The workshop will focus on three types of Japanese costumes of the Edo period (1615 - 1868). Known in Japanese as kosode (forerunner of the kimono), shôzoku (costumes for Noh theatre), and kesa (Buddhist monk’s mantle), these garments come from the worlds of fashion, theater, and religion. Such costumes represent the height of creativity in design and in luxury textile production of the period.
Besides an art historical approach to the costumes, Alan Kennedy will examine textile techniques, design motifs, and pictorial representations of costumes in paintings, prints, and sculpture. This will be a 'hands-on' workshop (gloves to be provided), as actual Edo period costumes will be available in order to better understand and appreciate this important Japanese art form.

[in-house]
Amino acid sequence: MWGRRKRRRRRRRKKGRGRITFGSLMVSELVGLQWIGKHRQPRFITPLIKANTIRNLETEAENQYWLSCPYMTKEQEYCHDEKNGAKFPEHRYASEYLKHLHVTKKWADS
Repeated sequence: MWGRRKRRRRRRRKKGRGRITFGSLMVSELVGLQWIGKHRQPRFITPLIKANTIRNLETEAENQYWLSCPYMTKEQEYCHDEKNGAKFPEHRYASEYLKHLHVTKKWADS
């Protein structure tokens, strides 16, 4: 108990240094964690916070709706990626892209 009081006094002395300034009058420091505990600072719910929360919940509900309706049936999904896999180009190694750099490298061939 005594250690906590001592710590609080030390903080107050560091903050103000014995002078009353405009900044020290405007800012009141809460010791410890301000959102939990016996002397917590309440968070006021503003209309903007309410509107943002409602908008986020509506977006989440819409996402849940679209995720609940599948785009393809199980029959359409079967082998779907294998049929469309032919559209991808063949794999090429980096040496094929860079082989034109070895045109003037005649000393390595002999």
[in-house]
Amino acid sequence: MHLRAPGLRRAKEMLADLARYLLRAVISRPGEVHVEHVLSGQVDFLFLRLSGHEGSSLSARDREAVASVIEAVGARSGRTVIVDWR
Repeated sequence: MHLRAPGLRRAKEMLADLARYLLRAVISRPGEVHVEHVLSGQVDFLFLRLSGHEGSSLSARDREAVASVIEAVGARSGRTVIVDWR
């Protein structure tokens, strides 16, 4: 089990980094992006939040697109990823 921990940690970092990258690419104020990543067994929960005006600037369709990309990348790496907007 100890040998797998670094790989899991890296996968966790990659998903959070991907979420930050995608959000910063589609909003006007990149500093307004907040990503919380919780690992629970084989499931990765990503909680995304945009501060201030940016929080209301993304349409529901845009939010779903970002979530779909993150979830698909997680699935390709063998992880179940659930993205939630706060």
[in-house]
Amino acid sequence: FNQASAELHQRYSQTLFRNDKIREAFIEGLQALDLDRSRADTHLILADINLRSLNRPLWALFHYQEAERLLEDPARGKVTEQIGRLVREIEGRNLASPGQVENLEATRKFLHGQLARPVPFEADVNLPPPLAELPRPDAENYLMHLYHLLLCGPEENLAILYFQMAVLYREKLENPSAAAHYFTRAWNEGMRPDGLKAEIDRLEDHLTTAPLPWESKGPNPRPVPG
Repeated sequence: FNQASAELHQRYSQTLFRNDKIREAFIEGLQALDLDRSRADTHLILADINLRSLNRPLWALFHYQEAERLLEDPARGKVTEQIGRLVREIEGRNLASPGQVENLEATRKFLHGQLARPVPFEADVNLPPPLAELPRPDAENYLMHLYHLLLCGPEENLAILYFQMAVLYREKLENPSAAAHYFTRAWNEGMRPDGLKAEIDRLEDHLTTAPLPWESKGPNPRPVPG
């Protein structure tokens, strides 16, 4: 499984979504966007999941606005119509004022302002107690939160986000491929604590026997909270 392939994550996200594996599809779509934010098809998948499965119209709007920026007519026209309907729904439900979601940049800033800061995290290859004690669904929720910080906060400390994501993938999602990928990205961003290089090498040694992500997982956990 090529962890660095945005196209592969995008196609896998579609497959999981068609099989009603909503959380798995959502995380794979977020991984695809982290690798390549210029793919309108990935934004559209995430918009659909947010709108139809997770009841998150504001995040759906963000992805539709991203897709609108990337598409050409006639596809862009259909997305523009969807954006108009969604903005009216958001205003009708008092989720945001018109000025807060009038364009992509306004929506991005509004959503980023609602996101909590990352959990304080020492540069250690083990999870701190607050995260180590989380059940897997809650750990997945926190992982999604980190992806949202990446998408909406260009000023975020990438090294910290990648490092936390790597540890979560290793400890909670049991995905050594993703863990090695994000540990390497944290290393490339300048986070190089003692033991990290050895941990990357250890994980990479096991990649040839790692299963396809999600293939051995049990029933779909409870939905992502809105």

Alan Kennedy is an Asian art specialist with a focus on the textiles and paintings of Japan and China. He has contributed articles to museum exhibition catalogues, scholarly journals, art magazines, and encyclopedias, and lectures regularly in the U.S., Europe, and Asia. He has 40 years of experience as an art dealer, and his clients include museums and collectors from across the globe.
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